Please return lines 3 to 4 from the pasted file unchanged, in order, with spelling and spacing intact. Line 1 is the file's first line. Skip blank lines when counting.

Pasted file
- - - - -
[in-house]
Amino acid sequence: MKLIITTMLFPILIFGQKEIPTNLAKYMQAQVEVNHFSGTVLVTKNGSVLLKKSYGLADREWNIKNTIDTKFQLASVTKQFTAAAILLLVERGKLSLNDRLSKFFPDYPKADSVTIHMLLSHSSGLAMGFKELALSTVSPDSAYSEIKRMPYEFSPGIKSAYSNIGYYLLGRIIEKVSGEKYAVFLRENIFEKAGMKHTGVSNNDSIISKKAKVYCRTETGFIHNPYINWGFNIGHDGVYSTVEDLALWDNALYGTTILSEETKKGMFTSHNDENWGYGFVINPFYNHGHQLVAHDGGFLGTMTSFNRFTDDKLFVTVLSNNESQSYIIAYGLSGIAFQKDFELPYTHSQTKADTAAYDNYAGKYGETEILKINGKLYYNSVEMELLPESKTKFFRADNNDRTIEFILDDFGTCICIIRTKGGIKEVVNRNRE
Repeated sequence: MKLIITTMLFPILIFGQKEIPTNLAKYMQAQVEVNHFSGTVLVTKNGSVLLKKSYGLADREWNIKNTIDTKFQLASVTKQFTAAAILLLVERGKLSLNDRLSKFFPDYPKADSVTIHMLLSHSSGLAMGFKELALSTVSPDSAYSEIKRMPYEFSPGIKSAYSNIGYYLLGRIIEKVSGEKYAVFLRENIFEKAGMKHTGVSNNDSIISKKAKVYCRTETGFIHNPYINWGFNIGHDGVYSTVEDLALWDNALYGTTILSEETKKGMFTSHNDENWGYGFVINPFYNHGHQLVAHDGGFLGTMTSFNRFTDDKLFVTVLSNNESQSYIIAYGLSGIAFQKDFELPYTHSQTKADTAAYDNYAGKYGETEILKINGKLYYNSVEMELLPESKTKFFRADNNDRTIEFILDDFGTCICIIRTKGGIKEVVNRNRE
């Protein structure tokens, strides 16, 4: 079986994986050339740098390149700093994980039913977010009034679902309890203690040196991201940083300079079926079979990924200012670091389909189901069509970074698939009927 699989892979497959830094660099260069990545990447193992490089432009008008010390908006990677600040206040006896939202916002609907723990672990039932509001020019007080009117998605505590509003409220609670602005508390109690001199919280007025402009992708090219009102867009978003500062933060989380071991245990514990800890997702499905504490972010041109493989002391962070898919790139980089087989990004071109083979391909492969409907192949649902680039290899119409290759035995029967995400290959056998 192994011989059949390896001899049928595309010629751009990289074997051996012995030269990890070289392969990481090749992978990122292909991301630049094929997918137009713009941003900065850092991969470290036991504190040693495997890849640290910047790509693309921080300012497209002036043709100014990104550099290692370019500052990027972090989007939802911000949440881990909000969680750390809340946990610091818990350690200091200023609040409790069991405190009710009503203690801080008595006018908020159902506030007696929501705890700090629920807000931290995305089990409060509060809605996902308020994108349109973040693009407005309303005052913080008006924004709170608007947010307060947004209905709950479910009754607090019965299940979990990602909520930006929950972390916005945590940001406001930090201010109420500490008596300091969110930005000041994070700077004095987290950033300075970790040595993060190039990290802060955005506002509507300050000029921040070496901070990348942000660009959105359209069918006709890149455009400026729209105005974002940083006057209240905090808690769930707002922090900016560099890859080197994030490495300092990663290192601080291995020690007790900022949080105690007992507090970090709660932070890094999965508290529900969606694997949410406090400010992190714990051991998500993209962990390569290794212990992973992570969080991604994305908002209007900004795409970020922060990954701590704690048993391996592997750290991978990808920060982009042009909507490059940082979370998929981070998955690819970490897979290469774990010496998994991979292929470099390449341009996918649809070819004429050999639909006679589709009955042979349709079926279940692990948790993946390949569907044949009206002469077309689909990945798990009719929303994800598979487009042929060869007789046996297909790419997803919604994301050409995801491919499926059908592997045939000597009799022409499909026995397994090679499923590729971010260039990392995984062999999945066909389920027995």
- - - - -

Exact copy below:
Repeated sequence: MKLIITTMLFPILIFGQKEIPTNLAKYMQAQVEVNHFSGTVLVTKNGSVLLKKSYGLADREWNIKNTIDTKFQLASVTKQFTAAAILLLVERGKLSLNDRLSKFFPDYPKADSVTIHMLLSHSSGLAMGFKELALSTVSPDSAYSEIKRMPYEFSPGIKSAYSNIGYYLLGRIIEKVSGEKYAVFLRENIFEKAGMKHTGVSNNDSIISKKAKVYCRTETGFIHNPYINWGFNIGHDGVYSTVEDLALWDNALYGTTILSEETKKGMFTSHNDENWGYGFVINPFYNHGHQLVAHDGGFLGTMTSFNRFTDDKLFVTVLSNNESQSYIIAYGLSGIAFQKDFELPYTHSQTKADTAAYDNYAGKYGETEILKINGKLYYNSVEMELLPESKTKFFRADNNDRTIEFILDDFGTCICIIRTKGGIKEVVNRNRE
């Protein structure tokens, strides 16, 4: 079986994986050339740098390149700093994980039913977010009034679902309890203690040196991201940083300079079926079979990924200012670091389909189901069509970074698939009927 699989892979497959830094660099260069990545990447193992490089432009008008010390908006990677600040206040006896939202916002609907723990672990039932509001020019007080009117998605505590509003409220609670602005508390109690001199919280007025402009992708090219009102867009978003500062933060989380071991245990514990800890997702499905504490972010041109493989002391962070898919790139980089087989990004071109083979391909492969409907192949649902680039290899119409290759035995029967995400290959056998 192994011989059949390896001899049928595309010629751009990289074997051996012995030269990890070289392969990481090749992978990122292909991301630049094929997918137009713009941003900065850092991969470290036991504190040693495997890849640290910047790509693309921080300012497209002036043709100014990104550099290692370019500052990027972090989007939802911000949440881990909000969680750390809340946990610091818990350690200091200023609040409790069991405190009710009503203690801080008595006018908020159902506030007696929501705890700090629920807000931290995305089990409060509060809605996902308020994108349109973040693009407005309303005052913080008006924004709170608007947010307060947004209905709950479910009754607090019965299940979990990602909520930006929950972390916005945590940001406001930090201010109420500490008596300091969110930005000041994070700077004095987290950033300075970790040595993060190039990290802060955005506002509507300050000029921040070496901070990348942000660009959105359209069918006709890149455009400026729209105005974002940083006057209240905090808690769930707002922090900016560099890859080197994030490495300092990663290192601080291995020690007790900022949080105690007992507090970090709660932070890094999965508290529900969606694997949410406090400010992190714990051991998500993209962990390569290794212990992973992570969080991604994305908002209007900004795409970020922060990954701590704690048993391996592997750290991978990808920060982009042009909507490059940082979370998929981070998955690819970490897979290469774990010496998994991979292929470099390449341009996918649809070819004429050999639909006679589709009955042979349709079926279940692990948790993946390949569907044949009206002469077309689909990945798990009719929303994800598979487009042929060869007789046996297909790419997803919604994301050409995801491919499926059908592997045939000597009799022409499909026995397994090679499923590729971010260039990392995984062999999945066909389920027995």